Friday, May 3, 2013

Pink Ribbons ~ Cancer and It's Friends

I think there are as many kinds of friends as cancers.  

How we interact and maintenance that friendship depends on how they react to our news.  Example...I expected support from an acquaintance that had experienced cancer herself.  But I found regardless of what I was told, she had it worse, longer or better.  No support, just competition so I flicked her and others like her.

Some friends were cautious and afraid of me.  I was gentle with them.  I didn't give them a lot of details, but they stayed in touch with the vague "how you feeling?"  For them, the answer is fine and I talked about something non-cancer.  I valued them because frankly at this time in my was NICE to have someone who didn't want to talk cancer every moment.  Their questions were usually tentative but I didn't mind.  I explained things if they wanted to learn.  But it was obvious that knowing someone with cancer was scary for them because it made it real that as women they were at risk.  I actually gave them a lot of grace and patience.

Courtesy of Tracy A.

There's those obnoxious friends who told me...Let me know if I can they scurried away.  I quickly learned really meant "Oh God, don't let her ask me to do anything because I'm already a busy soccer mom"  (or other busy work).  I learned to smile, nod and ignore them.  I was disappointed by them but I did NOT waste any expectations on them.

Others meant well and wanted to help, (kind of like infertility advice) some were bossy and manipulative about what I "need to do".  I avoided them and didn't invest anything.  They weren't comfortable with me unless I followed their instructions on how to survive and beat this disease.  We didn't draw closer, but didn't draw apart either.  I moved them to the outside ring of friendship.

Which brings me to the creepy people....the ones who wanted to know every intimate detail... "can I see your bald head?"  "Did you lose your hoo ha hair too?" and "how does it feel to have your breasts cut off?"  While it's okay when very close friends and immediate family ask these things;  I was uncomfortable with friends stopping me in Walmart or in the church lobby to ask for details.  Some people seemed to get some kind of charge in knowing every gory, gross detail.  I was uncomfortable with them....and very cautious.

Then there were the helpless ones...the ones who whine, "I want to help but I just don't know what to do..."  (watch me roll my eyes).  It doesn't take half a brain to drop off a casserole, special treat, books, come vacuum, drop off groceries  but I was astounded by how many times I heard that.  One was my sister...she complained I wouldn't let her do anything for me.  But everything she suggested, required something from me, going out to dinner, going shopping with her, baby sitting her kid, baking her cakes...  Just bring me some yogurt and banana pops and we're good for Pete's sake.  I had to invest a lot of patience with these people.  They mean well but they are totally clueless.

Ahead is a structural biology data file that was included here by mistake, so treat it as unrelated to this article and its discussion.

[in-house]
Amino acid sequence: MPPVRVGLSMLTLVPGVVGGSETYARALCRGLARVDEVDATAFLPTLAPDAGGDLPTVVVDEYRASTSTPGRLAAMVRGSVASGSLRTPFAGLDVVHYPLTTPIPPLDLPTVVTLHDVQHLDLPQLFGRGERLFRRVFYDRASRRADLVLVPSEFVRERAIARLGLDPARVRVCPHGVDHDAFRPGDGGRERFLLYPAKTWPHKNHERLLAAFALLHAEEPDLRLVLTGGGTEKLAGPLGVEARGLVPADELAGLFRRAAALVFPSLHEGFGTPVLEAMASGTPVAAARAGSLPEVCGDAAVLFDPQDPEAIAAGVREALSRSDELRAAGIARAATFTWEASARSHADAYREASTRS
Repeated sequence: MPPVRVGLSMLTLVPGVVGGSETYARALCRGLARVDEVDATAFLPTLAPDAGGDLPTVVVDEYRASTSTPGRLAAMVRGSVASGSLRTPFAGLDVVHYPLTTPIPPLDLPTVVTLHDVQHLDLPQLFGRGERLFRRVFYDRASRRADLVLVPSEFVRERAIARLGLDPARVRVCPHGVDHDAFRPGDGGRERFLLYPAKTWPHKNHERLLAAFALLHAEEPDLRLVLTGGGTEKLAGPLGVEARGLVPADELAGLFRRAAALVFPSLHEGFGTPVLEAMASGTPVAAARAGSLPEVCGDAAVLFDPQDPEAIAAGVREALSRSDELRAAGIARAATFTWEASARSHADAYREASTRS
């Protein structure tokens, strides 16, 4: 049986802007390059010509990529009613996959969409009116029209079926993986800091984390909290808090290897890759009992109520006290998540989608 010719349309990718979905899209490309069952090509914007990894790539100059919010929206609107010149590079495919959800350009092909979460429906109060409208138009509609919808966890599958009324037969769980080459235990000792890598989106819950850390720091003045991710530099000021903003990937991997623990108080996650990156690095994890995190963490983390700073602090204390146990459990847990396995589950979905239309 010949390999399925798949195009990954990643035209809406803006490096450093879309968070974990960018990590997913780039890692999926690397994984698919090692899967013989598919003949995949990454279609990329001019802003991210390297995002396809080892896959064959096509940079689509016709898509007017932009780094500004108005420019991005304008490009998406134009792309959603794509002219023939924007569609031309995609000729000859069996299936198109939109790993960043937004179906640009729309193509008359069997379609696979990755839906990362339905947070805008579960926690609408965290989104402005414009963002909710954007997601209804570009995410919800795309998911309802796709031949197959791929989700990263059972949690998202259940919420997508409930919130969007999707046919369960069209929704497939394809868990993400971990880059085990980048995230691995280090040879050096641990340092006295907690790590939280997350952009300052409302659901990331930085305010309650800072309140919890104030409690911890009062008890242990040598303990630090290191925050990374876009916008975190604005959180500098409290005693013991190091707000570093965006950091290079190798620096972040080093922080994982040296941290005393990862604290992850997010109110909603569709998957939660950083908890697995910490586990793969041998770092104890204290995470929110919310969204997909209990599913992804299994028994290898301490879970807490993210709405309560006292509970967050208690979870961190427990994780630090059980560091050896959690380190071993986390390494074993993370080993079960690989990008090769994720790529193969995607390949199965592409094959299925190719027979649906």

There are other people who surprised me.  Redeemed as gold so to speak.  One bought me a recliner and paid some medical bills because she was financially blessed.  Others stepped up and just encouraged, prayed, brought food, sent cards...they helped me dress my radiation burns, helped me dress for that matter and offered to drive me to appointments.  They crocheted warm caps for me and brought me pretty pink bottles of nail polish because I was afraid of losing my fingernails to chemo. Others were willing to sit with me during appointments.  They mowed my grass and carried out the trash.  Some of these people acted out of pure compassion.  They wanted to know how I REALLY felt, and listened closely.  They chose their ministry to me based on what my greater needs were.  They empathized with my pain and despair but chose to give me encouragement and mercy.  They were golden.  They are priceless.  They have wormed their way into my heart and can't be pried out.

Cancer is one of those events that reveals the true character of someone and their relationship to you.  By the time you are done with treatment, you have figured out who your real friends are.

Becky Edward and Trish Turner celebrating my last day of radiation with me!

No comments:

Post a Comment